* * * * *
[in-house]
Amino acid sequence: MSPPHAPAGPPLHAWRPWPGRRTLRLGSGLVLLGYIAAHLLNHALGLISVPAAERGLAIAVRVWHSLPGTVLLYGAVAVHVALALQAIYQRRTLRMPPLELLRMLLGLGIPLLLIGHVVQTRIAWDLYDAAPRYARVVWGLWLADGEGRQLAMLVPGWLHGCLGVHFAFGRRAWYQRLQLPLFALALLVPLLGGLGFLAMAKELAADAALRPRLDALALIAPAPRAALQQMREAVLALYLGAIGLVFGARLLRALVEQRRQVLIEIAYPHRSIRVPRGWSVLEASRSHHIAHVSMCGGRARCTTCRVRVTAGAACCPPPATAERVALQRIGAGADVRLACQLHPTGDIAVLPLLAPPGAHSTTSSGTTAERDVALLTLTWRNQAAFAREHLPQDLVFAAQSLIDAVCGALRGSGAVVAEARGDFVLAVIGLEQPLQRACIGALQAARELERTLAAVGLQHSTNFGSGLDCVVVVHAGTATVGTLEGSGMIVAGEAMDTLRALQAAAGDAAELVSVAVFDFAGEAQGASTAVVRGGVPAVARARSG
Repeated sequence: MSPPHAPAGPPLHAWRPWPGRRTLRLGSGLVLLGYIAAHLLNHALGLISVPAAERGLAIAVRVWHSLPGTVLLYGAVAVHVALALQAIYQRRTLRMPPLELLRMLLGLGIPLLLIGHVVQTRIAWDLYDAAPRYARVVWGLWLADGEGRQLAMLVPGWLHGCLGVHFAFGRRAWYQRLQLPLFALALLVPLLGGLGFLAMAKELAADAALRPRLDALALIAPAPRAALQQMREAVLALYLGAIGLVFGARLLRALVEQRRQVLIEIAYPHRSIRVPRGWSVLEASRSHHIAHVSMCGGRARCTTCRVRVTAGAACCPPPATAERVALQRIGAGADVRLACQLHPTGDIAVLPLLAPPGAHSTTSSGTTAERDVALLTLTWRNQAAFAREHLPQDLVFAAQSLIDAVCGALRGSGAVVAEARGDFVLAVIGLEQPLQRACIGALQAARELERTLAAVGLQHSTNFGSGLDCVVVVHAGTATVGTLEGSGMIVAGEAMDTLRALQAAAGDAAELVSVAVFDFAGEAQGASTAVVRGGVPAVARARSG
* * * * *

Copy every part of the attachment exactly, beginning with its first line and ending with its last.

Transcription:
[in-house]
Amino acid sequence: MSPPHAPAGPPLHAWRPWPGRRTLRLGSGLVLLGYIAAHLLNHALGLISVPAAERGLAIAVRVWHSLPGTVLLYGAVAVHVALALQAIYQRRTLRMPPLELLRMLLGLGIPLLLIGHVVQTRIAWDLYDAAPRYARVVWGLWLADGEGRQLAMLVPGWLHGCLGVHFAFGRRAWYQRLQLPLFALALLVPLLGGLGFLAMAKELAADAALRPRLDALALIAPAPRAALQQMREAVLALYLGAIGLVFGARLLRALVEQRRQVLIEIAYPHRSIRVPRGWSVLEASRSHHIAHVSMCGGRARCTTCRVRVTAGAACCPPPATAERVALQRIGAGADVRLACQLHPTGDIAVLPLLAPPGAHSTTSSGTTAERDVALLTLTWRNQAAFAREHLPQDLVFAAQSLIDAVCGALRGSGAVVAEARGDFVLAVIGLEQPLQRACIGALQAARELERTLAAVGLQHSTNFGSGLDCVVVVHAGTATVGTLEGSGMIVAGEAMDTLRALQAAAGDAAELVSVAVFDFAGEAQGASTAVVRGGVPAVARARSG
Repeated sequence: MSPPHAPAGPPLHAWRPWPGRRTLRLGSGLVLLGYIAAHLLNHALGLISVPAAERGLAIAVRVWHSLPGTVLLYGAVAVHVALALQAIYQRRTLRMPPLELLRMLLGLGIPLLLIGHVVQTRIAWDLYDAAPRYARVVWGLWLADGEGRQLAMLVPGWLHGCLGVHFAFGRRAWYQRLQLPLFALALLVPLLGGLGFLAMAKELAADAALRPRLDALALIAPAPRAALQQMREAVLALYLGAIGLVFGARLLRALVEQRRQVLIEIAYPHRSIRVPRGWSVLEASRSHHIAHVSMCGGRARCTTCRVRVTAGAACCPPPATAERVALQRIGAGADVRLACQLHPTGDIAVLPLLAPPGAHSTTSSGTTAERDVALLTLTWRNQAAFAREHLPQDLVFAAQSLIDAVCGALRGSGAVVAEARGDFVLAVIGLEQPLQRACIGALQAARELERTLAAVGLQHSTNFGSGLDCVVVVHAGTATVGTLEGSGMIVAGEAMDTLRALQAAAGDAAELVSVAVFDFAGEAQGASTAVVRGGVPAVARARSG